The Holy Grail of Orchid Exhibits ?

a few words about color flow

 

If you hang around enough orchid shows and listen to the discussion among exhibitors...those people in the trenches putting in the beautiful orchid displays for you and your out-of-town-guests to admire...you're bound to hear the phrase, "color flow". You'd think you might hear these folks talking about the state of the union or the latest flavored coffee whitener but no, they'll most likely discuss color flow, at least at some point. You won't specifically find color flow mentioned in any official publications and yet it always comes up at orchid shows.

"Just what is color flow ?"

It's the graphic in the title above...that spectrum thing. That's color flow plain and simple. Color flow in an orchid exhibit means that you shouldn't put an orange in a group of lavenders. The colors should  F ~ L ~ O ~ W  from one to another gracefully like the rainbow. By sticking to this rule you can avoid any bone-jarring clashes that might disturb judges and the public at large. By utilizing color flow you can throw away those "please wear protective eyeware" signs you planned for your display. Color flow will guarantee that a sense of serene well being will envelop all who view your exhibit. But most of all, color flow makes sense and provides a useful guideline for placing orchids in an orchid exhibit.

"But where do you put the white ones ?"

White is a combination of all the colors in the spectrum so theoretically you could put white orchids anywhere without a clash. Yet they are the lightest color and because of that draw attention. Typically white orchids, especially groups of white orchids, are placed to the rear of an exhibit, this provides depth and makes them appear somewhat less bright. If you have just a few small white flowers they can be placed coming off of yellows, pinks or greens with good effect.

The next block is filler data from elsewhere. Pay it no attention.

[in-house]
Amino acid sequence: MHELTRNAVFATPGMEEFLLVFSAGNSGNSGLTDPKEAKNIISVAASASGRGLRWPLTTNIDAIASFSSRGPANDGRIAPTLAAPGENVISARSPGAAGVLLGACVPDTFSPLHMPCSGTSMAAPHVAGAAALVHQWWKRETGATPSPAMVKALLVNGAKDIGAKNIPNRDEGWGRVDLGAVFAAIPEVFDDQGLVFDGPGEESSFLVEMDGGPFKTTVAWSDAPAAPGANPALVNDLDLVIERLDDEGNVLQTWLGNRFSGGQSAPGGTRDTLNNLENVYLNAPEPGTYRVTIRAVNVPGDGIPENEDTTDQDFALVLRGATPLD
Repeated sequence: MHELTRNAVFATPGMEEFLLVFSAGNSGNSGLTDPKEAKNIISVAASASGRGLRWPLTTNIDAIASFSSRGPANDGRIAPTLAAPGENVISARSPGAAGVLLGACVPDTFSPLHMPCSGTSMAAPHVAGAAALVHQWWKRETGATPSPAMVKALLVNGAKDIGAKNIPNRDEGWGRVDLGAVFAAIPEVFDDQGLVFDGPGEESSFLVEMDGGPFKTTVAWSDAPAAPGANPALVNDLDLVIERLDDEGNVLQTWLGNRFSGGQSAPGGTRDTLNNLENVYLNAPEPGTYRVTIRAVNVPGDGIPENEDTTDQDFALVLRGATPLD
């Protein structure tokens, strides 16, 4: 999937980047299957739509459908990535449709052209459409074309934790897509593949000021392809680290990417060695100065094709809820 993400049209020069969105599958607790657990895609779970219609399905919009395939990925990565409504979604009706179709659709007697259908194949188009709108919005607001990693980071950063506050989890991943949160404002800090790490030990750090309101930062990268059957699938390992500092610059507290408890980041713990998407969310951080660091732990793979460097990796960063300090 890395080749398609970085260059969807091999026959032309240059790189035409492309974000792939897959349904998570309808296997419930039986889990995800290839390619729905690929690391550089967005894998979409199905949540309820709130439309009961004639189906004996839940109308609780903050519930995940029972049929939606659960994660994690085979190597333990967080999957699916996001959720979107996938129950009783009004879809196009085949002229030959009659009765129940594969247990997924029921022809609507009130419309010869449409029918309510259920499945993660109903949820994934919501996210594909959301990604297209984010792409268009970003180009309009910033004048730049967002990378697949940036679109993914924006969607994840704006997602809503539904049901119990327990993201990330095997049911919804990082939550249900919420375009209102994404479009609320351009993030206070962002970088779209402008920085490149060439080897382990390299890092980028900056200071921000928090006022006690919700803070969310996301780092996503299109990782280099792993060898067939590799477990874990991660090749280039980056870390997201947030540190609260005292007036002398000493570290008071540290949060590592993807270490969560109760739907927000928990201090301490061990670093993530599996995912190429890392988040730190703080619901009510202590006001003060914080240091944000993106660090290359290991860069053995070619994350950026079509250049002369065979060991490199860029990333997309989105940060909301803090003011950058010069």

"Some color flowers just don't seem to fit, should we not use them ?"

Use those odd color orchids orchids as transitional elements that can bridge between two seemingly disparate color groups. For instance, many Paphs have color patterns that allow them to fit well between greens and lavenders providing a bridge between lavender/purple and green/yellow. Some of the artshade Cattleya hybrids can fill the gap between reds and lavenders. Oncidium complex hybrids such as Aliceara & Miltonidium have elaborate color patterns that make them ideal as filler between color groups. Orchids such as B. nodosa, B. digbyana, Epc. Vienna Woods can make an excellent transition from greens to whites and all bicolor orchids can serve as transitions between two color groups. And finally, don't overlook species orchids to provide not only variety and interest but fill those awkward spaces that no conventional hybrid can.

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By using conservative and logical color groupings of orchids you will achieve harmonious color flow.
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